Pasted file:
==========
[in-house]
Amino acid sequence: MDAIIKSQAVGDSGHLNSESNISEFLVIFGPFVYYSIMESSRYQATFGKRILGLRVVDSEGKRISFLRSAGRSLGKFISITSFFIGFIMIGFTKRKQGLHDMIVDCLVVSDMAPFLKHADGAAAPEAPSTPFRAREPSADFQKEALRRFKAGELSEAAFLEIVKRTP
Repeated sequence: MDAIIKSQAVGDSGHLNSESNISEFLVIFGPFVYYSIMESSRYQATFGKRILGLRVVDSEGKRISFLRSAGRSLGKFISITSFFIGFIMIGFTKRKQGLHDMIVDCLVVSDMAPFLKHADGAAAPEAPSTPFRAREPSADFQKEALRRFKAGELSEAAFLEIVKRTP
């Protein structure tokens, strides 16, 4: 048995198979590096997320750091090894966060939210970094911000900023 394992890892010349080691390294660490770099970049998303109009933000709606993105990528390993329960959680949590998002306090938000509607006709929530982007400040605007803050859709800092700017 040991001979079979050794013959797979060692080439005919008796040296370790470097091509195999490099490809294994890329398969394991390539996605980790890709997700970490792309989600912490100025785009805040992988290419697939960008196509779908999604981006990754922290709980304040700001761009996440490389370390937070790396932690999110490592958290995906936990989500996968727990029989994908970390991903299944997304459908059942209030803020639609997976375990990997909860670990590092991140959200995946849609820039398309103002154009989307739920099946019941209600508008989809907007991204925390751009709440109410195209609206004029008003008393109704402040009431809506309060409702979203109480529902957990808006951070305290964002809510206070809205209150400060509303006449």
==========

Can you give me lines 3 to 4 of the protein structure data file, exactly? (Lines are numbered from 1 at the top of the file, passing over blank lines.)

Repeated sequence: MDAIIKSQAVGDSGHLNSESNISEFLVIFGPFVYYSIMESSRYQATFGKRILGLRVVDSEGKRISFLRSAGRSLGKFISITSFFIGFIMIGFTKRKQGLHDMIVDCLVVSDMAPFLKHADGAAAPEAPSTPFRAREPSADFQKEALRRFKAGELSEAAFLEIVKRTP
């Protein structure tokens, strides 16, 4: 048995198979590096997320750091090894966060939210970094911000900023 394992890892010349080691390294660490770099970049998303109009933000709606993105990528390993329960959680949590998002306090938000509607006709929530982007400040605007803050859709800092700017 040991001979079979050794013959797979060692080439005919008796040296370790470097091509195999490099490809294994890329398969394991390539996605980790890709997700970490792309989600912490100025785009805040992988290419697939960008196509779908999604981006990754922290709980304040700001761009996440490389370390937070790396932690999110490592958290995906936990989500996968727990029989994908970390991903299944997304459908059942209030803020639609997976375990990997909860670990590092991140959200995946849609820039398309103002154009989307739920099946019941209600508008989809907007991204925390751009709440109410195209609206004029008003008393109704402040009431809506309060409702979203109480529902957990808006951070305290964002809510206070809205209150400060509303006449």